Mu Xiang              Aucklandia lappa                     3gm
Huang Lian            Coptis sinensis                       3gm

Wu Wei Zi             Schisandra chinensis              7gm

How might herbal medicines work to improve the clinical signs of, or even resolve, IBD?  There are a variety of potential active compound classes contained in herbs, including proteins, carbohydrates, lipids, alkaloids, glycosides, flavonoids, saponins, terpenoids, tannins and essential oils. Importantly to the practice of herbal medicine, it may be the combination of components that is most effective as opposed the singular effect of one compound.  Herbal medicines may exert anti-inflammatory, antiphlogistic, astringent, and mucosal protective effects, and may also alter the microbiome.  Botanical medicines have also been used in IBD for their psychological effects, as the pain secondary to inflammation of the bowel may alter circulation and other functions of the gut.19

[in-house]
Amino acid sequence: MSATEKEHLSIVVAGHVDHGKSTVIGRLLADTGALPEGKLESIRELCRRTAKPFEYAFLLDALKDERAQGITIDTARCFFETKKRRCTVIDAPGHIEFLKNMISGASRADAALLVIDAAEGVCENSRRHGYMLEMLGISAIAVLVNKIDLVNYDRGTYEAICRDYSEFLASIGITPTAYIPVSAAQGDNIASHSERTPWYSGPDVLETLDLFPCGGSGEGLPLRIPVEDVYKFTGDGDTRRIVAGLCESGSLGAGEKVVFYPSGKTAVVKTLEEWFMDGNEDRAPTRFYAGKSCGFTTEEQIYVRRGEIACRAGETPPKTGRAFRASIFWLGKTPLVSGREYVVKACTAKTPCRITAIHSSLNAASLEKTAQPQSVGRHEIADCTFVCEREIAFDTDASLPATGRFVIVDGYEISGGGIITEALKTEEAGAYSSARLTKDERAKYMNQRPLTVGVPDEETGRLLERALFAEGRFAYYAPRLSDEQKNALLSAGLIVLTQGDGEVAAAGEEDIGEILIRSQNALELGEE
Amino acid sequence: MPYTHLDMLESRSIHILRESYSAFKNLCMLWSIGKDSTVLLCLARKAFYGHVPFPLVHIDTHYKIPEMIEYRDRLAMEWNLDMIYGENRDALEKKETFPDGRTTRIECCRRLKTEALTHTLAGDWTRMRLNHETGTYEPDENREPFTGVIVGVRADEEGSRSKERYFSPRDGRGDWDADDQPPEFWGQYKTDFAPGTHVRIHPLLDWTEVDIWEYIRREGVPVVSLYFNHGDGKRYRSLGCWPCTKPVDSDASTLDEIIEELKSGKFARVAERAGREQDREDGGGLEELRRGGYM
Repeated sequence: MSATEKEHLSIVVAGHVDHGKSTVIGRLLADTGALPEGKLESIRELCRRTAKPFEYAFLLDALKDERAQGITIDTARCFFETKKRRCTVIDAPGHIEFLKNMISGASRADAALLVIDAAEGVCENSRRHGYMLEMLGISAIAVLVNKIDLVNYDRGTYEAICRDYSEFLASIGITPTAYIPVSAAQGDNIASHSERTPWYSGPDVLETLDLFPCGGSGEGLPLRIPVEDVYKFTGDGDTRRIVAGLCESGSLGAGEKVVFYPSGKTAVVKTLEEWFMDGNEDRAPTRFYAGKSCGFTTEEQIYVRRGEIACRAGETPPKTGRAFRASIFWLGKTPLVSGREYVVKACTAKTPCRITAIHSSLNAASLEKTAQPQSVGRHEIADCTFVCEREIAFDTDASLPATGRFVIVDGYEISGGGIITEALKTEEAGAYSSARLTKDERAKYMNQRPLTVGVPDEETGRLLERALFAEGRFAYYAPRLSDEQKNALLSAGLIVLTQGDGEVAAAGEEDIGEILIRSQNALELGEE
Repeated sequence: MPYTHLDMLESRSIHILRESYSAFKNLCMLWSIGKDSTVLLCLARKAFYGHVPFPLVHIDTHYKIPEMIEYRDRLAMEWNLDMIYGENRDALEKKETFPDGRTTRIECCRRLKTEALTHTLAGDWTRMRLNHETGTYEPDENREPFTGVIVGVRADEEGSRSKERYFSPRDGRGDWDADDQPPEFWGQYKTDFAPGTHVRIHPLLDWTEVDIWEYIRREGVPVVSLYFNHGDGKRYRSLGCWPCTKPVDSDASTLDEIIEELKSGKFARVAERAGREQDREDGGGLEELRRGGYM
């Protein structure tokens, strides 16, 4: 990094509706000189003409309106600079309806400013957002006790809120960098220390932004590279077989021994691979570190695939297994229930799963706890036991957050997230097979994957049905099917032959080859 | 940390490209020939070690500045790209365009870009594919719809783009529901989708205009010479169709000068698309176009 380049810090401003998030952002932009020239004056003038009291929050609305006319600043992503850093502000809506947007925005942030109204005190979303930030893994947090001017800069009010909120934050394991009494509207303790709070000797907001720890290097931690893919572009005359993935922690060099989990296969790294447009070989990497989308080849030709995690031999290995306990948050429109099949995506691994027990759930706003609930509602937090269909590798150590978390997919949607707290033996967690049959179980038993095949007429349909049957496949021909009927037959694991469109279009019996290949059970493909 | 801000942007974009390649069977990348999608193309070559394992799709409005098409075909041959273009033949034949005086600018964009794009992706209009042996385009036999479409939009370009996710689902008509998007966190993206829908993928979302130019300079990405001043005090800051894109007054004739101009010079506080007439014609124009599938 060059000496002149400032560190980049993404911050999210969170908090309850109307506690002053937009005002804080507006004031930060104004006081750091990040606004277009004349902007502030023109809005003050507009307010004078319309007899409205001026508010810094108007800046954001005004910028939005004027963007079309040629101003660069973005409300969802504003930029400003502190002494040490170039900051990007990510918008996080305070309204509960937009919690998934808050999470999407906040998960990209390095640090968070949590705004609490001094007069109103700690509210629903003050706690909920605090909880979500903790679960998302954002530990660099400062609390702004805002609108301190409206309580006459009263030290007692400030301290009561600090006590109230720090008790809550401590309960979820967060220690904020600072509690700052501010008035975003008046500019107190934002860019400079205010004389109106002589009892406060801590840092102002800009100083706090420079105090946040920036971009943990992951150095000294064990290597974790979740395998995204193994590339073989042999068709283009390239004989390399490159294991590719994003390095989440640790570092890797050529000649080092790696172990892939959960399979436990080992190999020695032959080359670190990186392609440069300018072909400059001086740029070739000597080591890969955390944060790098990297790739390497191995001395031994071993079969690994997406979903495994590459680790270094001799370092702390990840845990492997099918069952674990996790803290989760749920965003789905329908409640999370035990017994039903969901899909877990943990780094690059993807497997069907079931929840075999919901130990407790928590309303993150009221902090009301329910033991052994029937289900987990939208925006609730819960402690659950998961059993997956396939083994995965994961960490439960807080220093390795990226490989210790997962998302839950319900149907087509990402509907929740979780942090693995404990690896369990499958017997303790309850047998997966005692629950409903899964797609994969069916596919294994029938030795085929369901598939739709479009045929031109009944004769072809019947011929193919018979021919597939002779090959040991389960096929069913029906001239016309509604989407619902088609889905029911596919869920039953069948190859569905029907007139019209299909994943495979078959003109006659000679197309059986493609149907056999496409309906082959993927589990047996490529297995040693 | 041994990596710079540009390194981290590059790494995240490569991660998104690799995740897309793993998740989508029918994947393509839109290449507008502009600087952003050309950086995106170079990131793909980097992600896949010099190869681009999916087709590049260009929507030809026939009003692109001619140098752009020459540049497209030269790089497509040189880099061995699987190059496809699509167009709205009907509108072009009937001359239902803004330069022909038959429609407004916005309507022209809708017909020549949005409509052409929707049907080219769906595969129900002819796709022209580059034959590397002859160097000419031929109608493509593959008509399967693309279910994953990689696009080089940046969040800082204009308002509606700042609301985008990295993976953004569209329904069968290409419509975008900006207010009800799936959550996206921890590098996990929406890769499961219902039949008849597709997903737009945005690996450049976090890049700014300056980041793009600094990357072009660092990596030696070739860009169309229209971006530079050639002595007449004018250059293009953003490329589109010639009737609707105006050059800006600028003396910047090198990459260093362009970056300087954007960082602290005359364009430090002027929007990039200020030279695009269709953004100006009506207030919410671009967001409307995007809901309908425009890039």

Veterinarians who use integrative therapies will choose from a variety of approaches to treat this potentially deadly disease.  A change in diet is a reasonable first step, and herbal therapies often come next, sometimes along with acupuncture. Many veterinary herbalists are consulted after conventional therapies including steroids  (prednisone, budesonide) or stronger immunesuppressive therapies (cyclosporine, azathioprine, chlorambucil and even mycophenylate, leflunomide, etc ) are already on board and see an improvement when natural therapies are instituted. Patients can die of this disease, and herbal therapies are a reasonable addition at any stage in order to mitigate side effects and perhaps increase the chance of a remission.

References

1 Algieri F, Rodriguez-Nogales A, Rodriguez-Cabezas ME, Risco S, Ocete MA, Galvez J..  Botanical Drugs as an Emerging Strategy in Inflammatory Bowel Disease: A Review. Mediators Inflamm. 2015;2015:179616. doi: 10.1155/2015/179616. Epub 2015 Oct 20.

2 Pagano E, Capasso R, Piscitelli F, Romano B, Parisi OA, Finizio S, Lauritano A, Marzo VD, Izzo AA, Borrelli F. An Orally Active Cannabis Extract with High Content in Cannabidiol attenuates Chemically-induced Intestinal Inflammation and Hypermotility in the Mouse.  Front Pharmacol. 2016 Oct 4;7:341.